Disasters made them and became their destinies. Disasters are in various forms but all in the normal and even tedious life, the detailed description of which is the greatness of this book, of Maugham the writer: finding out the striking sparkles among boiled-water-like life. Maugham, with his exclusive view, demonstrated the razor’s edge in daily life. Not only the people in the novel but the people in life — we readers.
We all keep something we are not willing to tell. It’s not the sort of “saving-word secret”— in fact, the bigger the secret is, the more possible you may give it out, as is universally known — but it is the thing you would not display on your expression, and to some extent, it controls your life. It may be a slight mistake you carelessly committed causing to lose close friends, or a short impatient glance at your mother, or even several short words uttered to unsuitable people. You may or may not take notice of these kinds of stuff, but it indeed occurs to you when you are in the situation. They come up to you as you are infirm, as you are fragile and sensitive to the surroundings.
It seems that Maugham did not provide any effective resolution in his story, but the book itself was an answer to the question I mentioned at the start. Somewhat it is similar to the origin of this book’s title, a translation of a verse in the Katha Upanishad: The sharp edge of a razor is difficult to pass over; thus the wise say the path to "enlightenment" is hard. To forsake your past is impossible, so to get over it. Honestly speaking, we don’t need to recognise our life disasters, for they all have made what we are. In another word, “the razor’s edge”, we don’t need to turn back to them, but we should see it as every fall of our naive mind into the pit called life. A fall into the pit, a gain in your wit.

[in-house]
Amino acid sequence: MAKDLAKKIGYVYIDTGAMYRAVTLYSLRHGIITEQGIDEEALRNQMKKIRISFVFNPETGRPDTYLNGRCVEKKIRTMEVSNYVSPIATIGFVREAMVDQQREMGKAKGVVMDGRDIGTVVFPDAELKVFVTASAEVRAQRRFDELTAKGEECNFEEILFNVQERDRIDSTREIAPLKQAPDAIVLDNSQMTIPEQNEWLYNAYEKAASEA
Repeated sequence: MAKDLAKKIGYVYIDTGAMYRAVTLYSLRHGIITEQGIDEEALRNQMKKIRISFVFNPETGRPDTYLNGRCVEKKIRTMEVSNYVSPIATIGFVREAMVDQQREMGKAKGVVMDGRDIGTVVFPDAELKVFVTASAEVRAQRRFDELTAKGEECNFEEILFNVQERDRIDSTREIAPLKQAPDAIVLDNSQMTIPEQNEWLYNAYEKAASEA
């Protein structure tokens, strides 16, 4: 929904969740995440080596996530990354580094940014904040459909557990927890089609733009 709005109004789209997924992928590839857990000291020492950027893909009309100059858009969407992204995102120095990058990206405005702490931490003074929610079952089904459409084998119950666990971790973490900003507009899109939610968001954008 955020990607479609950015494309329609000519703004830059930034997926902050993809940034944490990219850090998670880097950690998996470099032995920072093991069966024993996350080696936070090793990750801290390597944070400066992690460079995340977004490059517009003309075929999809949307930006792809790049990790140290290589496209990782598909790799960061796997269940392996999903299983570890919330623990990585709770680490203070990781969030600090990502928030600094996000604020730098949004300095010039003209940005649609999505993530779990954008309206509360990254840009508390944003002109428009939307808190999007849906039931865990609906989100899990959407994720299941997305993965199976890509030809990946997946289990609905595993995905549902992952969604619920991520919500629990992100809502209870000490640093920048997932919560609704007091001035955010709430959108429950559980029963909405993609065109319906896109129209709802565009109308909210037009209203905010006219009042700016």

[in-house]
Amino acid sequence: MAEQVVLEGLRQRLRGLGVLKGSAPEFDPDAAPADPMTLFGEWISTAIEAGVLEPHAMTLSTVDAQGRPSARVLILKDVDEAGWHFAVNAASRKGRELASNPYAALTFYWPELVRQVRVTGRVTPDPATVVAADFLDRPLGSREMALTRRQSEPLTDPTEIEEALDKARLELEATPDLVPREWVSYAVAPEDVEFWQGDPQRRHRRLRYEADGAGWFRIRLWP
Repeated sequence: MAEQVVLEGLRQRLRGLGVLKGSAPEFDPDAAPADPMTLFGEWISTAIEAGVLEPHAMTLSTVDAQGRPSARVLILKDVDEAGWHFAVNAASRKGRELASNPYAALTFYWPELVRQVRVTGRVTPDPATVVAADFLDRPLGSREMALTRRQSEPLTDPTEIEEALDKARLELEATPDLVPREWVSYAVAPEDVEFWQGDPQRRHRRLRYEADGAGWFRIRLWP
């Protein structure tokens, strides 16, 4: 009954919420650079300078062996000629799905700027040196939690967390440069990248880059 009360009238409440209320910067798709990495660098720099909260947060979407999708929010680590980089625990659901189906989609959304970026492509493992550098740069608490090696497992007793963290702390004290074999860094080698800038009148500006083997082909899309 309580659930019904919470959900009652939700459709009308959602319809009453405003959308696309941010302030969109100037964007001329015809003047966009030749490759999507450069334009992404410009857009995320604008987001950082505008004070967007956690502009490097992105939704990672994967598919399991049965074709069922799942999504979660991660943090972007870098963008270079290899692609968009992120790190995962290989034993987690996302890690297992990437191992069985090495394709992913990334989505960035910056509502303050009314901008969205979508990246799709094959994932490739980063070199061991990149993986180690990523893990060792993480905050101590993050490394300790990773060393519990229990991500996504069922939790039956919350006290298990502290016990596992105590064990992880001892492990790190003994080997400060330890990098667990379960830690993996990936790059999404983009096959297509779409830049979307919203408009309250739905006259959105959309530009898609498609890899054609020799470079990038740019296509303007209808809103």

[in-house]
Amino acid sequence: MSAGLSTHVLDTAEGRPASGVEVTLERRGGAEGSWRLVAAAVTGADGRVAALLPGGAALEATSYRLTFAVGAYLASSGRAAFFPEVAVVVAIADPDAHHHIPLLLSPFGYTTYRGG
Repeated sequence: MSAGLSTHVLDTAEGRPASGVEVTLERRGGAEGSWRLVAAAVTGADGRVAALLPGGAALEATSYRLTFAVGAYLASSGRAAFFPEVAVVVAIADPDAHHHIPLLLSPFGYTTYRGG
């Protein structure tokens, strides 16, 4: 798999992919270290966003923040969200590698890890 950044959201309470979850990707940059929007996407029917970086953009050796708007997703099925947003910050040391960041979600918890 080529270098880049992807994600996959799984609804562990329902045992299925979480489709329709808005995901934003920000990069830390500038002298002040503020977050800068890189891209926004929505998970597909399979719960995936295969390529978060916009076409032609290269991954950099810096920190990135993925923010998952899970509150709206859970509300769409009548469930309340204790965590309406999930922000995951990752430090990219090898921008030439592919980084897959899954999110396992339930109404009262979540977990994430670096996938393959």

I want to quote a piece of dialogue from this book to end my report:
—"The best to be said for it is that when you've come to the conclusion that something is inevitable all you can do is to make the best of it,"
—"What are your plans now?"
—"I've got a job of work to finish here and then I shall go back to America."
—"What to do?"
—"With calmness, forbearance, compassion, selflessness, and continence."